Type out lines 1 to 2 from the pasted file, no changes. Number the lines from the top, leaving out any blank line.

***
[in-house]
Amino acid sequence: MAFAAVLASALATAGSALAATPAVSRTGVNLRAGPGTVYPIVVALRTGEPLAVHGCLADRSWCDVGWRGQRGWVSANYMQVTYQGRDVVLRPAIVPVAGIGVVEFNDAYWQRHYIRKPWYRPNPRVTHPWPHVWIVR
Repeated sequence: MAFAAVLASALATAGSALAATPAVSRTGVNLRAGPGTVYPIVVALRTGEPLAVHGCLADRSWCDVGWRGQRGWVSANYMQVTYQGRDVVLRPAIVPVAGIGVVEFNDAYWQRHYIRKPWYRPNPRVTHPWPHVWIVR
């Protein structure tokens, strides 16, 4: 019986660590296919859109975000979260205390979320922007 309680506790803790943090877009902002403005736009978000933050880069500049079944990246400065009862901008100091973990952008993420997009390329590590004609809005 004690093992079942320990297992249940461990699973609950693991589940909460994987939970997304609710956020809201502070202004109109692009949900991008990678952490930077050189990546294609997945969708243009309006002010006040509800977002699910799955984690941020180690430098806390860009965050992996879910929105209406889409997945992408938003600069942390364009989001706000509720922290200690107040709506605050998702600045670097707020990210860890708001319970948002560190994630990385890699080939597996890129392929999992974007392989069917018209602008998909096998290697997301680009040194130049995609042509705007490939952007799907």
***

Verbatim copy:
[in-house]
Amino acid sequence: MAFAAVLASALATAGSALAATPAVSRTGVNLRAGPGTVYPIVVALRTGEPLAVHGCLADRSWCDVGWRGQRGWVSANYMQVTYQGRDVVLRPAIVPVAGIGVVEFNDAYWQRHYIRKPWYRPNPRVTHPWPHVWIVR